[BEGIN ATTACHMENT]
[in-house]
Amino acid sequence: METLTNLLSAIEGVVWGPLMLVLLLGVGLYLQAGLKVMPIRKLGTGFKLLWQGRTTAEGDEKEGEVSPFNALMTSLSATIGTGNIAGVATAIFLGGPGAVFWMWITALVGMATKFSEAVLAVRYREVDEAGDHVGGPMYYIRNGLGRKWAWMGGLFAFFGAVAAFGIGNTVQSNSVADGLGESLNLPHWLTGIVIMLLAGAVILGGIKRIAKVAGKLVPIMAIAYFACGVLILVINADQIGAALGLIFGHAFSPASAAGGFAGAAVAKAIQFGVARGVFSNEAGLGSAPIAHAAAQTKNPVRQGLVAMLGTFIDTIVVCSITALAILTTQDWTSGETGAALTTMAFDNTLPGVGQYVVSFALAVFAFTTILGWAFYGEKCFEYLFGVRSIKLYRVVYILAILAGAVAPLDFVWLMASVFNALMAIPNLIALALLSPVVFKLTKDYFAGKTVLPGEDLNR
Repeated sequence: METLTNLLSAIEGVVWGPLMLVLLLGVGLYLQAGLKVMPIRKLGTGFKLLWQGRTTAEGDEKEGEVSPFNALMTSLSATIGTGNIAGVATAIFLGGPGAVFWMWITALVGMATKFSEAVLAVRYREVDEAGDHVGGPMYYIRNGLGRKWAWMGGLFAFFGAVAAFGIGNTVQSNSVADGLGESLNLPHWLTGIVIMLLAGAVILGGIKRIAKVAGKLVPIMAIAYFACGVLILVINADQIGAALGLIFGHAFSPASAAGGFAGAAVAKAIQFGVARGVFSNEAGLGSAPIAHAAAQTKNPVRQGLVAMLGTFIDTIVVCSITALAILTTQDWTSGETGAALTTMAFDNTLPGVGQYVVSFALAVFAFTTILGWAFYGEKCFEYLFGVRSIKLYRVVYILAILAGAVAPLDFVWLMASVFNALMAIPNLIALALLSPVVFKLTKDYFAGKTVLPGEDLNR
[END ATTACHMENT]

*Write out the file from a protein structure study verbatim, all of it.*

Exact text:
[in-house]
Amino acid sequence: METLTNLLSAIEGVVWGPLMLVLLLGVGLYLQAGLKVMPIRKLGTGFKLLWQGRTTAEGDEKEGEVSPFNALMTSLSATIGTGNIAGVATAIFLGGPGAVFWMWITALVGMATKFSEAVLAVRYREVDEAGDHVGGPMYYIRNGLGRKWAWMGGLFAFFGAVAAFGIGNTVQSNSVADGLGESLNLPHWLTGIVIMLLAGAVILGGIKRIAKVAGKLVPIMAIAYFACGVLILVINADQIGAALGLIFGHAFSPASAAGGFAGAAVAKAIQFGVARGVFSNEAGLGSAPIAHAAAQTKNPVRQGLVAMLGTFIDTIVVCSITALAILTTQDWTSGETGAALTTMAFDNTLPGVGQYVVSFALAVFAFTTILGWAFYGEKCFEYLFGVRSIKLYRVVYILAILAGAVAPLDFVWLMASVFNALMAIPNLIALALLSPVVFKLTKDYFAGKTVLPGEDLNR
Repeated sequence: METLTNLLSAIEGVVWGPLMLVLLLGVGLYLQAGLKVMPIRKLGTGFKLLWQGRTTAEGDEKEGEVSPFNALMTSLSATIGTGNIAGVATAIFLGGPGAVFWMWITALVGMATKFSEAVLAVRYREVDEAGDHVGGPMYYIRNGLGRKWAWMGGLFAFFGAVAAFGIGNTVQSNSVADGLGESLNLPHWLTGIVIMLLAGAVILGGIKRIAKVAGKLVPIMAIAYFACGVLILVINADQIGAALGLIFGHAFSPASAAGGFAGAAVAKAIQFGVARGVFSNEAGLGSAPIAHAAAQTKNPVRQGLVAMLGTFIDTIVVCSITALAILTTQDWTSGETGAALTTMAFDNTLPGVGQYVVSFALAVFAFTTILGWAFYGEKCFEYLFGVRSIKLYRVVYILAILAGAVAPLDFVWLMASVFNALMAIPNLIALALLSPVVFKLTKDYFAGKTVLPGEDLNR